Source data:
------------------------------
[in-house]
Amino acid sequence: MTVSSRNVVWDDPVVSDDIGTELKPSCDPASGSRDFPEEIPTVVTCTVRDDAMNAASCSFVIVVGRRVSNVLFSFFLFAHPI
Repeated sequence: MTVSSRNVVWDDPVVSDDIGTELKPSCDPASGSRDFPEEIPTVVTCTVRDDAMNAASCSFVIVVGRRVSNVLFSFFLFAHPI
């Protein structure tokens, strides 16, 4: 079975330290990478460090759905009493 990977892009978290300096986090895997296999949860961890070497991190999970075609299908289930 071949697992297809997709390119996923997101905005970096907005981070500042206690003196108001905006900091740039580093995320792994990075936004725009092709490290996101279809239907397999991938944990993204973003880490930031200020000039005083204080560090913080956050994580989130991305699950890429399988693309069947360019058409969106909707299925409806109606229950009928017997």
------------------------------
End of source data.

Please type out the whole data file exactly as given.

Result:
[in-house]
Amino acid sequence: MTVSSRNVVWDDPVVSDDIGTELKPSCDPASGSRDFPEEIPTVVTCTVRDDAMNAASCSFVIVVGRRVSNVLFSFFLFAHPI
Repeated sequence: MTVSSRNVVWDDPVVSDDIGTELKPSCDPASGSRDFPEEIPTVVTCTVRDDAMNAASCSFVIVVGRRVSNVLFSFFLFAHPI
């Protein structure tokens, strides 16, 4: 079975330290990478460090759905009493 990977892009978290300096986090895997296999949860961890070497991190999970075609299908289930 071949697992297809997709390119996923997101905005970096907005981070500042206690003196108001905006900091740039580093995320792994990075936004725009092709490290996101279809239907397999991938944990993204973003880490930031200020000039005083204080560090913080956050994580989130991305699950890429399988693309069947360019058409969106909707299925409806109606229950009928017997």